Weaponizing Data Science for Social Engineering by John Seymour

Sep 6, 2019

In the security field, we have this idea of offensive security. It means to build malicious capabilities out before attackers do, so we can learn to defend against them. And in fact, at the NIPS Workshop on Machine Deception, my co-author and I brought the idea of using machine learning for spear-phishing back to the machine learning community. We showed that it’s actually very easy for attackers to use machine learning in order to drastically increase click-through rates of phishing links — possibly up to as high as 66%.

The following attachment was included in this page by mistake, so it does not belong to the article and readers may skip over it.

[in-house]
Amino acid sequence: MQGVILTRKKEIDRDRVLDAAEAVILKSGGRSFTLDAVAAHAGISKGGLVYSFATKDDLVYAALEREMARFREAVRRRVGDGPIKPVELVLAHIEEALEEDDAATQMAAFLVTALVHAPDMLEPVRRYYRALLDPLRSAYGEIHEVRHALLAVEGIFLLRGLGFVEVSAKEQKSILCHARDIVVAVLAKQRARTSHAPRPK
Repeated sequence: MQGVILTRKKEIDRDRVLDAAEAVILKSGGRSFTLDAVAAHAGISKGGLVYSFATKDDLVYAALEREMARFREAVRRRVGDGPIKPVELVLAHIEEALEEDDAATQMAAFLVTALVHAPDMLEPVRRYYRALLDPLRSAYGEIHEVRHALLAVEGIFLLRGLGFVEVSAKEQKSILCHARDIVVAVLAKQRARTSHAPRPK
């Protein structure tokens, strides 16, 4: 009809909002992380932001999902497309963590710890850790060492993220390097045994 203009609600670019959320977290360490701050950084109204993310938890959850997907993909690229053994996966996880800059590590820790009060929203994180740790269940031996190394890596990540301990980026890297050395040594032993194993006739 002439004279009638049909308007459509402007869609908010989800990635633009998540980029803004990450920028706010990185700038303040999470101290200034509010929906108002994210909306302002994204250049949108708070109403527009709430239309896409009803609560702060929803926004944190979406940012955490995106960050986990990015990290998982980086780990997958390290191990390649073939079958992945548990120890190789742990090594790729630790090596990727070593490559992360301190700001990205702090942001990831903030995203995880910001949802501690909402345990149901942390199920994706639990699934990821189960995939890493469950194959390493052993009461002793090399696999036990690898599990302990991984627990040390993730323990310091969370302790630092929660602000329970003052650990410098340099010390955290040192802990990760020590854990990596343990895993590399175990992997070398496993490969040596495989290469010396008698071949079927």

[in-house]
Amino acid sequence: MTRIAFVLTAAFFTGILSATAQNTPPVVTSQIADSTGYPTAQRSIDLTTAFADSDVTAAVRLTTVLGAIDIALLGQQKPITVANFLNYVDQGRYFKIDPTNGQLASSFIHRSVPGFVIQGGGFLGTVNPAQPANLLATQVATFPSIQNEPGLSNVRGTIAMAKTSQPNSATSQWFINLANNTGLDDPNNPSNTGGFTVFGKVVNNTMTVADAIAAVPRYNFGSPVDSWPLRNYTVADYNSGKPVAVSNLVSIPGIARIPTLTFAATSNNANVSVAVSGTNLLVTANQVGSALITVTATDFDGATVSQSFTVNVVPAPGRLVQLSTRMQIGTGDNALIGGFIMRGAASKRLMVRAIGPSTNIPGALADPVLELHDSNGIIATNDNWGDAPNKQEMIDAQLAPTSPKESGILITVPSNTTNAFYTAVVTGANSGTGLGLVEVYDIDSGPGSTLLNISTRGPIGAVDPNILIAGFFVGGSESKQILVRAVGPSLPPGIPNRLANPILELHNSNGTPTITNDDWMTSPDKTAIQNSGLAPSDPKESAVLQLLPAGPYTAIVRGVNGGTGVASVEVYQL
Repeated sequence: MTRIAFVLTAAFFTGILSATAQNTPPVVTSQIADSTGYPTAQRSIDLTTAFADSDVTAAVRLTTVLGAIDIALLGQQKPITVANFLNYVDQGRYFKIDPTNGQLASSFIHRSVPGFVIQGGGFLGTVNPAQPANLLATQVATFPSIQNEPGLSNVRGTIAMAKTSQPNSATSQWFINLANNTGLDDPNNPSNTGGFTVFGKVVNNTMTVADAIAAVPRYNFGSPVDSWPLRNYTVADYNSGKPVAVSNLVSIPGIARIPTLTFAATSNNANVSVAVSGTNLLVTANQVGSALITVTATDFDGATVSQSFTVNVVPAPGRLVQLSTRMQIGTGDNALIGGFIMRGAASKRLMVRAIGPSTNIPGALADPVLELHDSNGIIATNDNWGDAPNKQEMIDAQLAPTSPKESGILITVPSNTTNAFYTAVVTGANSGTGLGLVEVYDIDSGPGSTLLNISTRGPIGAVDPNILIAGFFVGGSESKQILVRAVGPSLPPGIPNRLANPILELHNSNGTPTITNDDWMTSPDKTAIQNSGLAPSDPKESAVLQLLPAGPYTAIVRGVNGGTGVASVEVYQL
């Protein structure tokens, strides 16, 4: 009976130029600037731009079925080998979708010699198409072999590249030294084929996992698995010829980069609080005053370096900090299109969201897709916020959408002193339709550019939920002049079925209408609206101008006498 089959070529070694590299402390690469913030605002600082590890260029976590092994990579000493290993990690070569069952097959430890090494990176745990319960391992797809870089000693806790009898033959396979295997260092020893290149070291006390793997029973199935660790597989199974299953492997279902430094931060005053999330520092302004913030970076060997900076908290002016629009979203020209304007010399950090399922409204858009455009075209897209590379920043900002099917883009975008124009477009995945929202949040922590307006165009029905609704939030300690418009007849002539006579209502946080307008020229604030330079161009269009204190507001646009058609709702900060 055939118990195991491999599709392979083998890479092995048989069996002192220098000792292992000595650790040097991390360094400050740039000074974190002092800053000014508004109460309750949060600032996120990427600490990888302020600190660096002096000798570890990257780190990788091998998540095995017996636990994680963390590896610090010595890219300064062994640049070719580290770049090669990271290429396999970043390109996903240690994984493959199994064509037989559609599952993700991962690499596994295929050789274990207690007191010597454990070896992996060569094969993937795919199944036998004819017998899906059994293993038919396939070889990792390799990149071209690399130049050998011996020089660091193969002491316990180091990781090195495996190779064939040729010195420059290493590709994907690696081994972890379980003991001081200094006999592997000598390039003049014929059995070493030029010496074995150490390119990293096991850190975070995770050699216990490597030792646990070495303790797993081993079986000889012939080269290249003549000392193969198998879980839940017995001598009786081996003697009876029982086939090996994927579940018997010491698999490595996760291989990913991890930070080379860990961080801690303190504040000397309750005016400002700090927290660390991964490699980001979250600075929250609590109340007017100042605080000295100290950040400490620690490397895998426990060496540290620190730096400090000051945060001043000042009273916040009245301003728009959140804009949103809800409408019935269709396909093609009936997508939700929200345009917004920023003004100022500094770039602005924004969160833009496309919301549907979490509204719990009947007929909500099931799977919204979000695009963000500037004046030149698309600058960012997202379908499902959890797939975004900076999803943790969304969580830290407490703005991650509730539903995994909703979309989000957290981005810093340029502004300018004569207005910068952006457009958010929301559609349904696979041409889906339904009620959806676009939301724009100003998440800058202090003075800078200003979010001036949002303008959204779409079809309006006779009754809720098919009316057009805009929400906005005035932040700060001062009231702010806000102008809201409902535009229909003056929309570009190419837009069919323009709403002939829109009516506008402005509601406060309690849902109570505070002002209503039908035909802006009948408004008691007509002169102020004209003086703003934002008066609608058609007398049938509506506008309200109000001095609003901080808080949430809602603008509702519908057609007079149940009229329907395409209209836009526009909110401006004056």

Combining the effectiveness of spear-phishing and the automation of regular phishing is possible using generative models and features from social media profiles. There are many ways to do this, but the implementation we demonstrated is split into two components: a machine learning component to detect whether a given user is (un)likely to click a link, and another machine learning component to generate text geared specifically for that user.

Because we don’t have labeled data for users as to what links they click,....

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